Funds diverted from upgrades will pay for accelerated deployment of combat SAR force

The US Air Force has revealed further details of an accelerated plan to deploy a next-generation combat search-and-rescue (CSAR) helicopter force through an effort that will defer most high-risk development work until the programme's final stages (Flight International, 2-8 March).

Created in January, the service's Personnel Recovery Vehicle (PRV) programme office hosted an industry day in Dayton, Ohio on 4 March, during which chief engineer and acting programme manager Ronald Vokits said: "Now is the time to identify what is doable and what is not." Requirements trade-offs are still being considered, he says.

The programme office plans to release a draft solicitation containing a tentative list of requirements on 8 June, with a formal request for proposals to follow within a further 10 months. Air force acquisition documents call for a contract award for up to 132 aircraft in March 2006, with the Lockheed Martin/AgustaWestland US101, NH Industries NH90 and Sikorsky S-92 considered likely to compete for the project.

The USAF plans to achieve initial operational capability with 18 aircraft in a Block 0 configuration by fiscal year 2011, followed by a more advanced Block 10 design to be delivered from 2014. The aggressive pace is supported by halting upgrades to the existing Sikorsky HH-60G Pave Hawk fleet and diverting those funds to the PRV programme. The air force also hopes to achieve the Block 0 schedule by deferring several advanced PRV capabilities, particularly in propulsion.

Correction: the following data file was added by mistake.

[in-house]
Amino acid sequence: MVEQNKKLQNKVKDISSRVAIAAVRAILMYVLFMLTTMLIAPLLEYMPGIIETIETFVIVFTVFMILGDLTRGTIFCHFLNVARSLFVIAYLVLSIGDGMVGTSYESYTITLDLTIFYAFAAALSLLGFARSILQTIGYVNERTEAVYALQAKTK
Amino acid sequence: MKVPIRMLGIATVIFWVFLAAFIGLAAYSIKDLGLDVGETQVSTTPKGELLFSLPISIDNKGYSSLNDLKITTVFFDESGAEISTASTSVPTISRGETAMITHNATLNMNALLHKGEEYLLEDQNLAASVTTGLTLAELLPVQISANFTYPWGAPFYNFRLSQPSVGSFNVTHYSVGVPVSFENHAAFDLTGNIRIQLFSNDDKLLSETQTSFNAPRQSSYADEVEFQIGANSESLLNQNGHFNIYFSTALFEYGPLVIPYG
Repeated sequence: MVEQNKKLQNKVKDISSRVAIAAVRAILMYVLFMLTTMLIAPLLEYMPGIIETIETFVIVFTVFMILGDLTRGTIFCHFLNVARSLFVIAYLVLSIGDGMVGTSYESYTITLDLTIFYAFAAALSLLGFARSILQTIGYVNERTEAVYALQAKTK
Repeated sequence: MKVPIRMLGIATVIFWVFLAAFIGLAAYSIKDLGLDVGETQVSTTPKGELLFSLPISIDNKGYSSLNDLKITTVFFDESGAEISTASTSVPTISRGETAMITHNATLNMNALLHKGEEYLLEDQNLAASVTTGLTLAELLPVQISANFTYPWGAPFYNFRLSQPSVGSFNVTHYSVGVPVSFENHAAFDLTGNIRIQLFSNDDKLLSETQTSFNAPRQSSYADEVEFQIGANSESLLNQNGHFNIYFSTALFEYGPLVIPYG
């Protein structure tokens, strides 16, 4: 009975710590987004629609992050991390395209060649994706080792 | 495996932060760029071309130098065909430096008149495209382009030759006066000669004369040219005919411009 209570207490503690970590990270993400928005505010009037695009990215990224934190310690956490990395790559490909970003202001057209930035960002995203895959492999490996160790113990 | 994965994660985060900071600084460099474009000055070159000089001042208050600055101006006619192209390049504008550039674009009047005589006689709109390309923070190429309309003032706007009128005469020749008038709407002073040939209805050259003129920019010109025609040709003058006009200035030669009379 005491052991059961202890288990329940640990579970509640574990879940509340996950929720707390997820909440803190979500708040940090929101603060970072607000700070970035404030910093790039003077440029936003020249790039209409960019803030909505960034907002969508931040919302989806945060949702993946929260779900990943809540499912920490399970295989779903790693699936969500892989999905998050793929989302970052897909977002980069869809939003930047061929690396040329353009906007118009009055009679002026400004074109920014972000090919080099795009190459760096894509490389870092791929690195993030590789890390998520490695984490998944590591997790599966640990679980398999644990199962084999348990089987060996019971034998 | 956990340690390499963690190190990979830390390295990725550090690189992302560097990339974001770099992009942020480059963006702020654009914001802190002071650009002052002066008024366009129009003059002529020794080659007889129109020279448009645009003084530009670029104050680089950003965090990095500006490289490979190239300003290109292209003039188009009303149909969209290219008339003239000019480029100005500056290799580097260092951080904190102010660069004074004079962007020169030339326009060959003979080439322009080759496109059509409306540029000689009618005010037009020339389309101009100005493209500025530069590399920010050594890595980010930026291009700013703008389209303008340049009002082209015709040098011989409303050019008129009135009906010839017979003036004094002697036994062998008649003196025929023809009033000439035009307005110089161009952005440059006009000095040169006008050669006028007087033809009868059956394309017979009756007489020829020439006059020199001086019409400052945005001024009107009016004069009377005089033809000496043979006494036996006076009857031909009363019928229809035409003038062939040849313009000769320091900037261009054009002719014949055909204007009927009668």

Requested aircraft speed during phase one of the PRV development plan should range between 135kt (250km/h) and 185kt in environmental conditions ranging from normal weather at sea level to hot-day conditions at 6,000ft (1,830m). In phase two, however, this is projected to jump to a baseline of 200kt, with an objective goal of 300kt. This "may require new technology", says Vokits.

Boeing and Sikorsky have already proposed concept designs for helicopters that could achieve such speeds, but these involve largely untested canard rotor/wing and reverse-velocity rotor technologies. The air force has identified propulsion among six technology risk areas, and its phase two requirement for an unrefuelled combat radius of 325-450km (175-240nm) could also rely on design efficiencies being tested under the US Army's ongoing Improved Turbine Engine Programme.

The avionics suite should include the CSAR fleet's existing forward-looking infrared sensor and weather radar, plus a global air traffic management system, software-defined radios, improved electronic warfare and countermeasures equipment, a precision location system, head-up display and a terrain-following/terrain avoidance radar. Its structure must be capable of surviving battle damage and power-out landings, and refuelling must be completed within 10min, says the air force.


Source: Flight International